It is becoming increasingly common for both companies and individuals to monitor the uptime (availability) of their websites and servers. That way they can be notified of problems as soon as they occur and also view how their site has performed historically.
However, not all monitoring is created equal. How useful uptime monitoring will be to you depends greatly on the monitoring resolution you are using.
What is monitoring resolution?
When you set up monitoring, most uptime monitoring services will let you select a monitoring resolution, which usually ranges from one to 60 minutes. This is the interval at which your site will be checked. For example, a monitoring resolution of 5 minutes means that a site will be tested once every 5 minutes.
The problem with low-resolution monitoring
The problem with low-resolution monitoring is the same you have when viewing a low-resolution picture. It will not be a good likeness to the original. It is logical: The more often you check something, the more likely you are to catch any irregularities and the more exact the measurement will be.
Above: The difference in detected downtime between different monitoring resolutions (green is up, red is down). Note that in this case, only the 1-minute monitoring is able to detect all the downtime intervals and also has a much more accurate summary of total downtime during the measured period.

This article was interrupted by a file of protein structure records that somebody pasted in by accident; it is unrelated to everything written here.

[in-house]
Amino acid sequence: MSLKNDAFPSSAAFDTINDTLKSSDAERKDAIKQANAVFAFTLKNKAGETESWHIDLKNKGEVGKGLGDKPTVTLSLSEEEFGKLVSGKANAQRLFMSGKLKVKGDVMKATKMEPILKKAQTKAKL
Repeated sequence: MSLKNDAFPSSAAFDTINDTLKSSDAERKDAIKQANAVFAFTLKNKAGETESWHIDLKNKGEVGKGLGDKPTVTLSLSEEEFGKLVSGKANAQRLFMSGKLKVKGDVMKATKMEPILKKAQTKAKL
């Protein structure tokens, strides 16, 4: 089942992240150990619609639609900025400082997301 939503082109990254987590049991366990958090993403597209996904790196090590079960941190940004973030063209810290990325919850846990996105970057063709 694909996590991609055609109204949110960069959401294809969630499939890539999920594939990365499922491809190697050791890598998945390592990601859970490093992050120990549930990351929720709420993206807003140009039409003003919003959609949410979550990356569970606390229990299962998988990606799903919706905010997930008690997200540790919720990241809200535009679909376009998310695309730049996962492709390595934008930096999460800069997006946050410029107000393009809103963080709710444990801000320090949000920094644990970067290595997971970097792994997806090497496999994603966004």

As you can see in the picture, even with a 5-minute monitoring resolution the detected downtime can differ significantly from the actual downtime, and the problem increases the lower your monitoring resolution becomes. It is easy to see that the higher the monitoring resolution, the closer you get to the real downtime.
Another problem to take into account is that if you check your websites less frequently, you run the risk of completely missing downtime. If a website is checked every minute, the longest downtime you can miss is just under one minute. With a 60-minute resolution, you can miss up to an hour of downtime if you have bad luck with the timing of the checks (and when it comes to running a website, don’t count on luck).
Higher resolution, higher cost?
Yes, most uptime monitoring services charge more for a higher monitoring resolution (we don’t, though, pardon the plug), but if you care about having accurate uptime statistics and want correct and immediate notifications for when downtime starts and ends, you really should choose a 1-minute monitoring resolution.